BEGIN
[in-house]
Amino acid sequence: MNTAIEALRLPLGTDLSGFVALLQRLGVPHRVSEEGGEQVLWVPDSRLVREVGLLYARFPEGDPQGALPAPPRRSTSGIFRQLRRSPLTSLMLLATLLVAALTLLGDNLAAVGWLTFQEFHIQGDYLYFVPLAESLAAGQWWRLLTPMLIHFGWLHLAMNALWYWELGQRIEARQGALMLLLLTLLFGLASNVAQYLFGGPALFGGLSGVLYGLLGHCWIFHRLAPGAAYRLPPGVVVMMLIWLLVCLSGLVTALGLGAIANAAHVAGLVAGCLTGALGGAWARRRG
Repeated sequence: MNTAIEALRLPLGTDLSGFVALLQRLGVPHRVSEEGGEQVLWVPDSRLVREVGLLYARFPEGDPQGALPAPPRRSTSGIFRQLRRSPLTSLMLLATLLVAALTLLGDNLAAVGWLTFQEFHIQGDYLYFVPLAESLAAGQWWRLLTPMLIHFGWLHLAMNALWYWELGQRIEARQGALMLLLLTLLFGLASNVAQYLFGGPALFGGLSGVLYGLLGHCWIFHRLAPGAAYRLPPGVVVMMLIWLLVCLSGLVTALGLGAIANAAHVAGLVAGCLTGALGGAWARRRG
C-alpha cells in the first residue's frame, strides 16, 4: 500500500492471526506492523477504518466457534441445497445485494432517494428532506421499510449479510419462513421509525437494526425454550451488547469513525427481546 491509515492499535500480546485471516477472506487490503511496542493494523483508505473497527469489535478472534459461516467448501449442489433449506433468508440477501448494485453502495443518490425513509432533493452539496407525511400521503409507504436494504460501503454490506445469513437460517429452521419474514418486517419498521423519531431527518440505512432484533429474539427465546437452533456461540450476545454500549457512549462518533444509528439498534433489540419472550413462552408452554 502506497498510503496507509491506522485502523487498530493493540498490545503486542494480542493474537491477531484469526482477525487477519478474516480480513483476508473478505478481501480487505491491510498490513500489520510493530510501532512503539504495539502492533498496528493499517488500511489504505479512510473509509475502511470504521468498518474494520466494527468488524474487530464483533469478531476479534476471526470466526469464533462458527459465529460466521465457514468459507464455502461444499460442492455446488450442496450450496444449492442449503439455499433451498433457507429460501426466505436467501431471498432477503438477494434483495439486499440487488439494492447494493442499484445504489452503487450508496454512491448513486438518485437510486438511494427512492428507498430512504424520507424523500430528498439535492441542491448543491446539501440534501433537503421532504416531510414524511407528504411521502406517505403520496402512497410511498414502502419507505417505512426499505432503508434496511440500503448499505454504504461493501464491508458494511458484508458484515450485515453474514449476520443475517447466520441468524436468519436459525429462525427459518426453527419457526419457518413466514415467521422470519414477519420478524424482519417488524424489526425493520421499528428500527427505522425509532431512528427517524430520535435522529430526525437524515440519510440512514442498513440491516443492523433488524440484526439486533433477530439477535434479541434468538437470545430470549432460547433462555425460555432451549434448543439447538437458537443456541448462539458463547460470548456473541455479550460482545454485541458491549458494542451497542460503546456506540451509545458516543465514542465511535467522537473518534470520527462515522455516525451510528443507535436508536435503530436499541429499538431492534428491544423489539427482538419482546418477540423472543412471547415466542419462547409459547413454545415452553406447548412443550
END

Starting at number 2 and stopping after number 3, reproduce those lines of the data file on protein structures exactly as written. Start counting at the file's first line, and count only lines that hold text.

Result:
Amino acid sequence: MNTAIEALRLPLGTDLSGFVALLQRLGVPHRVSEEGGEQVLWVPDSRLVREVGLLYARFPEGDPQGALPAPPRRSTSGIFRQLRRSPLTSLMLLATLLVAALTLLGDNLAAVGWLTFQEFHIQGDYLYFVPLAESLAAGQWWRLLTPMLIHFGWLHLAMNALWYWELGQRIEARQGALMLLLLTLLFGLASNVAQYLFGGPALFGGLSGVLYGLLGHCWIFHRLAPGAAYRLPPGVVVMMLIWLLVCLSGLVTALGLGAIANAAHVAGLVAGCLTGALGGAWARRRG
Repeated sequence: MNTAIEALRLPLGTDLSGFVALLQRLGVPHRVSEEGGEQVLWVPDSRLVREVGLLYARFPEGDPQGALPAPPRRSTSGIFRQLRRSPLTSLMLLATLLVAALTLLGDNLAAVGWLTFQEFHIQGDYLYFVPLAESLAAGQWWRLLTPMLIHFGWLHLAMNALWYWELGQRIEARQGALMLLLLTLLFGLASNVAQYLFGGPALFGGLSGVLYGLLGHCWIFHRLAPGAAYRLPPGVVVMMLIWLLVCLSGLVTALGLGAIANAAHVAGLVAGCLTGALGGAWARRRG